One day the secret police came to our apartment, ransacked our house and turned everything upside down. They said, ‘We’ve been following your wife and we know she’s been attending an underground church. If we ever see her attending again, your daughter will disappear.’ Then they grabbed me. I was only three years old.

At that time, Romania was a communist country and going to church wasn’t allowed. Although my father was a lawyer, he came from 2 generations of pastors, and we were a very Christian family. My parents became scared after that, and they spent the next two years planning their escape, because it was very difficult to leave the country. My father studied the laws of all the countries, and he found out that if they pretended they were going to Austria on a holiday without me, the Austrian government would be able to force Romania to release me later.

So they left me with my aunt and with only a small amount of money, went to Austria. They thought it would be a quick process to get me back after they claimed asylum in Austria, but in fact it took almost two years before the process was finalised.

In that time, my Aunty had become like my Mum to me. I remember her crying when I was getting on the plane, and the scariest part was when she said, ‘I can’t come with you. You’re going on your own.’ When I arrived at the airport and saw my parents, I just ran into their arms.

We spent two years as refugees in Austria. That wasn’t an easy time. Even though I remembered my parents, I know it took some time for me to think of them as my parents again. And we lived in this little dorm, with one TV in the hallway that everybody shared. My parents did basic jobs, but not for an income, just to keep the clothes on our back.

In 1989, we found out we had been accepted as refugees to Australia. We were so excited. I remember being told that we would be riding on kangaroos! But when we arrived of course it wasn’t all easy because we didn’t speak English.

Mum really struggled with that. She did all the English courses, but couldn’t pick it up. That’s probably the greatest sadness of her life. She says it’s hard to describe, the feeling of so wanting to communicate with others and not being able to. And she could never be a nurse again, which was very difficult for her, as she loved her career, and in Romania, she had run her own children’s clinic.

Dad picked up the language OK. He went to study law at Monash, but even though he got some help, we struggled financially. So he gave up his dream of being a lawyer again, and he and my mum had to take jobs like cutting asparagus in the field. But later he became a pastor, a marriage celebrant, and a justice of the peace. He’s also the secretary of the Romanian Christian community in Perth, and has helped heaps of immigrants who have come to Australia, so he’s actually kind of like an unpaid lawyer!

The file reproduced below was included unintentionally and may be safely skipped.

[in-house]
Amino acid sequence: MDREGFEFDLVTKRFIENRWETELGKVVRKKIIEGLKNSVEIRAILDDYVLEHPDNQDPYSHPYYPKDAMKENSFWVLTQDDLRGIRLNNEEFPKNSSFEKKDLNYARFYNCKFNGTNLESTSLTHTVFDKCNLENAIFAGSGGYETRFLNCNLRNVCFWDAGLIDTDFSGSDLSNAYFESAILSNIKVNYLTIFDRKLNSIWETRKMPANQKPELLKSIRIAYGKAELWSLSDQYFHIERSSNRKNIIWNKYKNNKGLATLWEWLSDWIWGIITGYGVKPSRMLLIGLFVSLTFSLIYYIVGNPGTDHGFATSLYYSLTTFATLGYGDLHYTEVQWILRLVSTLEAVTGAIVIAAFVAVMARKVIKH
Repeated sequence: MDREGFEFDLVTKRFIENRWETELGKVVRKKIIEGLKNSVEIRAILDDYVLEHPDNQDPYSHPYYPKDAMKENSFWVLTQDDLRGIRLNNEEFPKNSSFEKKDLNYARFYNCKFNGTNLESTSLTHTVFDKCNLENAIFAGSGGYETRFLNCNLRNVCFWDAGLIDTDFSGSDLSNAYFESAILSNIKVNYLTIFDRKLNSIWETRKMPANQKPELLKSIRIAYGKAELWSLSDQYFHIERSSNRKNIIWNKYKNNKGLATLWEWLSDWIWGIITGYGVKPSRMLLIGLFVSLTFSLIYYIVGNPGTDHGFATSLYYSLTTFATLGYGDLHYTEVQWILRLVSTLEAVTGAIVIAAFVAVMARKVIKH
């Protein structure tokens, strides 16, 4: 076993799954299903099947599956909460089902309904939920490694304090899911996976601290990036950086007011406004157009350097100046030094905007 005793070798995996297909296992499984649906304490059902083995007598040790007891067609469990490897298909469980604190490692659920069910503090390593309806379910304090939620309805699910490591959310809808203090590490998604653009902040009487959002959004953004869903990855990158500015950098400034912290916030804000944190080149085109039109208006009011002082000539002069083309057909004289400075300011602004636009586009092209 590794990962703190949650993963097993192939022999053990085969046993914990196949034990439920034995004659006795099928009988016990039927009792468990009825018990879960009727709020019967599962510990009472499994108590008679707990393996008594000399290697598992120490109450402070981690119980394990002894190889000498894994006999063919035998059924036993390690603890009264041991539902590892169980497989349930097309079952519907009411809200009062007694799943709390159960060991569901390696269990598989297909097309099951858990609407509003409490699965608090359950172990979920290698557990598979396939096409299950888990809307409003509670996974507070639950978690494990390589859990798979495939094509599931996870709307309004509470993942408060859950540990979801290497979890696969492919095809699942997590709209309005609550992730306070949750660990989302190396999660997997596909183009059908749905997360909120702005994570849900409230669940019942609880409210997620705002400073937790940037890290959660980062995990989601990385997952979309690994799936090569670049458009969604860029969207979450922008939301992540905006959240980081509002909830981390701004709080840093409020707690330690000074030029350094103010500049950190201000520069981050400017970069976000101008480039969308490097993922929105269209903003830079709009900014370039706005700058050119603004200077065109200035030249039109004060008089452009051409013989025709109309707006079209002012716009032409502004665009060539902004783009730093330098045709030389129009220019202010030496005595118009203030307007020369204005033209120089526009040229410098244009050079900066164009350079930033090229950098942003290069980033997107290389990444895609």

I had a few struggles. I always felt I wasn’t really Australian but I wasn’t really Romanian either. Then, on my 14th birthday, we moved to Perth for Dad’s work. I was not a happy child. I was very upset to be moving again, away from my friends. After that, I became rebellious, and got into the wrong crowd, making some bad choices.

But I ended up meeting a lovely Australian boy at my 18th birthday party, who later became my husband. He was 7 years older than me, which worried my parents at first, but they loved him when they met him.

I worked as a salesperson and then as a dental nurse, but finally I found my passion when I became a flight attendant 13 years ago. I absolutely love it. I love what it represents. I love meeting different people on the plane, and I love assisting new staff. This weekend, I’m receiving an award in Adelaide for doing exceptional work. It’s a huge honour, and I’m completely stoked!

In 1992, my family went back to visit Romania, and saw the bullet holes in the walls of our old apartment building from the time of the revolution. A lot of people they knew lost their lives in that time. For me, seeing those bullet holes was a confirmation that my parents had done the right thing. I’ve been an active member of a church serving weekly for 14 years, and I’m so grateful that I can be who I want to be in this country and follow my faith boldly.

It’s been a massive journey for my parents, and it’s only now that I’m 36 years old that I realise what they did by risking their lives for my basic freedoms.

Arrived 1989

Photographer: Ryan Ammon (Ammon Creative)

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